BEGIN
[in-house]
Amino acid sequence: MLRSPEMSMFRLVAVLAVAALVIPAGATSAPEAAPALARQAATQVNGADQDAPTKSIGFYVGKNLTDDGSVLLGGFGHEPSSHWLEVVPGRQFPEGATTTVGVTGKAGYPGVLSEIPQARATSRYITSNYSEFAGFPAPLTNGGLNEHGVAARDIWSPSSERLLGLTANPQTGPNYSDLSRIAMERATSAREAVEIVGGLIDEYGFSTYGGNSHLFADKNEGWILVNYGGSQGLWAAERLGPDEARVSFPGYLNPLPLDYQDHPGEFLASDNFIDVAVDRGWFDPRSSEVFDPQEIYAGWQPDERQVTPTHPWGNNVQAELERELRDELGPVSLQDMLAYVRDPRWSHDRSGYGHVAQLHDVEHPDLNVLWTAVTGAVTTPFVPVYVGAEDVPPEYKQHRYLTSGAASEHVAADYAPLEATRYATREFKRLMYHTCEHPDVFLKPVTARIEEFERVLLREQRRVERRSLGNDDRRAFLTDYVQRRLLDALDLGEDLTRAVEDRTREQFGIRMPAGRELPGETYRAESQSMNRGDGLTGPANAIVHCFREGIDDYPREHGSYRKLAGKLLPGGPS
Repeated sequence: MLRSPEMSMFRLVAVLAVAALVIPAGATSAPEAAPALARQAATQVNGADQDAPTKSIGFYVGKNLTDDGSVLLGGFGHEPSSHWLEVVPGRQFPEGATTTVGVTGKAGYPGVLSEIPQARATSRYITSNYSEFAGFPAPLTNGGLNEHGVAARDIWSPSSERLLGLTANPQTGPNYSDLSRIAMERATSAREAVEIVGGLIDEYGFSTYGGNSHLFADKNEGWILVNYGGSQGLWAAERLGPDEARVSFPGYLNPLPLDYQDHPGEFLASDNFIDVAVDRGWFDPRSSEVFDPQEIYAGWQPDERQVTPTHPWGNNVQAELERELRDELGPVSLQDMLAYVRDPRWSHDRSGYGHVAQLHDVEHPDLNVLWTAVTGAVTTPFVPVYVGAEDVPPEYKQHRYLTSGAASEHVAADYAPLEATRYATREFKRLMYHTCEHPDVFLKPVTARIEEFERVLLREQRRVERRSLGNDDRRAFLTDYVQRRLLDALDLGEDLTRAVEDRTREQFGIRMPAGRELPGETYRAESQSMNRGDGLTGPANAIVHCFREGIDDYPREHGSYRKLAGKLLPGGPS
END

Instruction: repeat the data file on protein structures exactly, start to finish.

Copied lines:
[in-house]
Amino acid sequence: MLRSPEMSMFRLVAVLAVAALVIPAGATSAPEAAPALARQAATQVNGADQDAPTKSIGFYVGKNLTDDGSVLLGGFGHEPSSHWLEVVPGRQFPEGATTTVGVTGKAGYPGVLSEIPQARATSRYITSNYSEFAGFPAPLTNGGLNEHGVAARDIWSPSSERLLGLTANPQTGPNYSDLSRIAMERATSAREAVEIVGGLIDEYGFSTYGGNSHLFADKNEGWILVNYGGSQGLWAAERLGPDEARVSFPGYLNPLPLDYQDHPGEFLASDNFIDVAVDRGWFDPRSSEVFDPQEIYAGWQPDERQVTPTHPWGNNVQAELERELRDELGPVSLQDMLAYVRDPRWSHDRSGYGHVAQLHDVEHPDLNVLWTAVTGAVTTPFVPVYVGAEDVPPEYKQHRYLTSGAASEHVAADYAPLEATRYATREFKRLMYHTCEHPDVFLKPVTARIEEFERVLLREQRRVERRSLGNDDRRAFLTDYVQRRLLDALDLGEDLTRAVEDRTREQFGIRMPAGRELPGETYRAESQSMNRGDGLTGPANAIVHCFREGIDDYPREHGSYRKLAGKLLPGGPS
Repeated sequence: MLRSPEMSMFRLVAVLAVAALVIPAGATSAPEAAPALARQAATQVNGADQDAPTKSIGFYVGKNLTDDGSVLLGGFGHEPSSHWLEVVPGRQFPEGATTTVGVTGKAGYPGVLSEIPQARATSRYITSNYSEFAGFPAPLTNGGLNEHGVAARDIWSPSSERLLGLTANPQTGPNYSDLSRIAMERATSAREAVEIVGGLIDEYGFSTYGGNSHLFADKNEGWILVNYGGSQGLWAAERLGPDEARVSFPGYLNPLPLDYQDHPGEFLASDNFIDVAVDRGWFDPRSSEVFDPQEIYAGWQPDERQVTPTHPWGNNVQAELERELRDELGPVSLQDMLAYVRDPRWSHDRSGYGHVAQLHDVEHPDLNVLWTAVTGAVTTPFVPVYVGAEDVPPEYKQHRYLTSGAASEHVAADYAPLEATRYATREFKRLMYHTCEHPDVFLKPVTARIEEFERVLLREQRRVERRSLGNDDRRAFLTDYVQRRLLDALDLGEDLTRAVEDRTREQFGIRMPAGRELPGETYRAESQSMNRGDGLTGPANAIVHCFREGIDDYPREHGSYRKLAGKLLPGGPS